Prepare your job search
Good preparation is key to initiating a successful job search
Good preparation is key to initiating a successful job search
Developing a career plan and setting career goals help focus your job search. Thinking about what you want to do and what you have to do to accomplish these goals can help you find a satisfying job and career. Thinking this through will also help you make the most of your skills and professional experience.Learn more
Looking for a job requires organization and follow-up. Here is some easy-to-follow and effective advice to help you skillfully manage your job search.Learn more
Networking means building and maintaining a social network for professional purposes.Learn more
Are you looking for a full-time job or a temporary position? The very first step for you is to create a Curriculum Vitae or CV. The second step is to write a cover letter. The content of your letter will differ depending on whether you are responding to an ad or making a speculative application. Once you have all of these documents ready, you can send your completed file including diplomas, certificates, Masters, school diplomas, language certificates, work certificates and letters of recommendation. Now you just need to decide how to send it: by e-mail via an online form or by mail.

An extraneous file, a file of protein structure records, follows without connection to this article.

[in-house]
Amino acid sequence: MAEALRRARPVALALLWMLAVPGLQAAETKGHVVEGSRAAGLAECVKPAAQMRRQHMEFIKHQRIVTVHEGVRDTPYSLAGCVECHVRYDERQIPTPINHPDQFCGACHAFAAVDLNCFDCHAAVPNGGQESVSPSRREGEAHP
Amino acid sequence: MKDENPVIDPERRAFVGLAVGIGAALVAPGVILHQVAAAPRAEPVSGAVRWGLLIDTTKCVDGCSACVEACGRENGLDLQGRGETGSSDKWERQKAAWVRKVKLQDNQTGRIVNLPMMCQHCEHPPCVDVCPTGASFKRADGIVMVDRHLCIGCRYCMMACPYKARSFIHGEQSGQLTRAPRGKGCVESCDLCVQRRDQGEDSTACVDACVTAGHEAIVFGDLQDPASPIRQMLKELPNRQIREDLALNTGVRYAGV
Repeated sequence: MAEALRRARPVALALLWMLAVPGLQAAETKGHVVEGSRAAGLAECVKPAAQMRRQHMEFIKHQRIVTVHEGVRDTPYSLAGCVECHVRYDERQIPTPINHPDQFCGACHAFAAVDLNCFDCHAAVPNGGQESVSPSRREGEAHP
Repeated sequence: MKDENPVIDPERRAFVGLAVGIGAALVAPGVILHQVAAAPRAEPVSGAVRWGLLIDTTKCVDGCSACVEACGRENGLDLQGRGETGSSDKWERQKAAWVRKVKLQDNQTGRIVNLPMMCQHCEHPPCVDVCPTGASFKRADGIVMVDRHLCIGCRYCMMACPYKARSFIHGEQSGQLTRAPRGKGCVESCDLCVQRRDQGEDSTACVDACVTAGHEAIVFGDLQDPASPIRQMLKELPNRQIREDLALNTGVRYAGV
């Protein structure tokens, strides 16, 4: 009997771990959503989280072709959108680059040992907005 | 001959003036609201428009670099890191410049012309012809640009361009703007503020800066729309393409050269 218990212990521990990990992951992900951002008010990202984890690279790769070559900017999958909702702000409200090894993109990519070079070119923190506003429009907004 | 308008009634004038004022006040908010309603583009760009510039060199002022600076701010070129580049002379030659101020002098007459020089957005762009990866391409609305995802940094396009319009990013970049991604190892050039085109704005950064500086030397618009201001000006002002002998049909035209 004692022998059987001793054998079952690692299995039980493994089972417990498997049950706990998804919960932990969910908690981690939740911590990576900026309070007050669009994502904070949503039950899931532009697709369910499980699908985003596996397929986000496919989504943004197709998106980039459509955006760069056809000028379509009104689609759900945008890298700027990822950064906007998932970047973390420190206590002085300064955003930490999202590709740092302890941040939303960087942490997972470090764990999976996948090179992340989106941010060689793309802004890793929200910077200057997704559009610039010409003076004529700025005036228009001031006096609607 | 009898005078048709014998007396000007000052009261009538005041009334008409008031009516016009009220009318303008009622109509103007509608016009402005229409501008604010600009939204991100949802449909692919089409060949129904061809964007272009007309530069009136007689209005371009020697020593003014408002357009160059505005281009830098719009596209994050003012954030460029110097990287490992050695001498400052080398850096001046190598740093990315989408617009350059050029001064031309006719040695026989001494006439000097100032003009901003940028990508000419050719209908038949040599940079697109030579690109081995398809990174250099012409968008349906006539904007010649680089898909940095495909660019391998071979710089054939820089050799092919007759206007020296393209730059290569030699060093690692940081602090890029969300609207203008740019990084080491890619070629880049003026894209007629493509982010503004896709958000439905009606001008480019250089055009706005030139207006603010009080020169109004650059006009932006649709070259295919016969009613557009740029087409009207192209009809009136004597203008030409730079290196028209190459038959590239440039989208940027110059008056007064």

A winning CV showcases your professional record and is clear, precise, attractive and impeccable in its presentation. It is addressed to a recruiter, an HR officer or directly…Learn more
A cover letter should showcase your CV. It represents a link between your work record (the past) and the job you are seeking (the future). It must show…Learn more
It is important to use a strong and precise vocabulary when writing your CV or cover letter. By choosing the right words, you strengthen…Learn more
Completing an online form on the Internet, sending your application by email or posting your entire file are the three most standard ways to apply. The way you…Learn more
Well done! Your application has been accepted and you are going to meet a recruiter. Now it's time to prepare yourself for a successful interview. Your success depends on your preparation beforehand, your performance on the big day and the follow-up afterwards.
Don't change or postpone the meeting time (unless absolutely necessary).
Be on time (ideally, 5 minutes early).